Toward a Shareholder Consensus on the MDB System


The Multilateral Development Bank (MDB) system—which includes the World Bank and the regional development banks (i.e., the Asian Development Bank [ADB], the Inter-American Development Bank [IDB], and the African Development Bank [AfDB], among others)—is critical to advancing sustainable global development and prosperity. MDBs are specifically designed to achieve development outcomes using a mix of instruments such as loans, guarantees, grants, and technical assistance and remain a large source of public-sector finance for low- and middle-income countries. Alternatively, Development Finance Institutions (DFIs) are a subset of the MDBs, specialized in providing finance to developing countries with the aim of supporting the private sector.

MDBs support economic growth, poverty reduction, and help address global challenges such as communicable diseases, climate change, and others. MDBs are key partners of governments and the UN system in implementing and supporting the Sustainable Development Goals (SDGs) agreed upon by 193 nations in 2015. Through their policies and programs, the MDBs strive to increase capacity of countries to raise living standards and the potential for equitable sharing of growth and opportunity among all people and not just a few. Collectively, the five major MDBs (World Bank Group, IDB, ADB, AfDB and European Bank for Reconstruction and Development [EBRD]) provided around $110 billion in loans, grants, equity investments, and guarantees in 2016. World Bank Group commitments alone reached more than $61 billion in fiscal year 2016.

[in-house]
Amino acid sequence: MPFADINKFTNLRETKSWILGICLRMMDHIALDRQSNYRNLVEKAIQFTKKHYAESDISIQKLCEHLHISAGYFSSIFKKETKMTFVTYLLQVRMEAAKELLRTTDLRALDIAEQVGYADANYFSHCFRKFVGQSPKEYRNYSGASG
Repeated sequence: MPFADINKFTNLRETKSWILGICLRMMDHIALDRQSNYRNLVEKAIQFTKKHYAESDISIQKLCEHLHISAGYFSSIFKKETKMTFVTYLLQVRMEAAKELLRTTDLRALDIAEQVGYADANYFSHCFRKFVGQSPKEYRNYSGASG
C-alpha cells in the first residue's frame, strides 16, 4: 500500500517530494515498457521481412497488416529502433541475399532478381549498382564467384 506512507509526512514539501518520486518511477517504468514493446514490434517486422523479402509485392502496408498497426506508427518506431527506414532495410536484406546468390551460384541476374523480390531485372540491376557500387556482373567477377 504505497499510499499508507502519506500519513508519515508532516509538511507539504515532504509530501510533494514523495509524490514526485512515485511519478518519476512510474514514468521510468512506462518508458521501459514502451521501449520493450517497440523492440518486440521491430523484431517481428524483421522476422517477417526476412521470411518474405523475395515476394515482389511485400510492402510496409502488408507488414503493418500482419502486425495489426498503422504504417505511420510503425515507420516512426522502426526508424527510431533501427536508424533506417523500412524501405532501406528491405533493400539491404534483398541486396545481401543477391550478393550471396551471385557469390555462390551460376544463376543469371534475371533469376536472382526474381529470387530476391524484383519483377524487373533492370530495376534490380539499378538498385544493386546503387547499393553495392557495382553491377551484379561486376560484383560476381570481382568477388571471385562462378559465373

Although these institutions are important vehicles for development, there are areas to improve on if MDBs want to enhance their reach and impact. Some areas for reform include:
  • MDBs could increase their development impact and financial leverage by more intensive use of their balance sheets.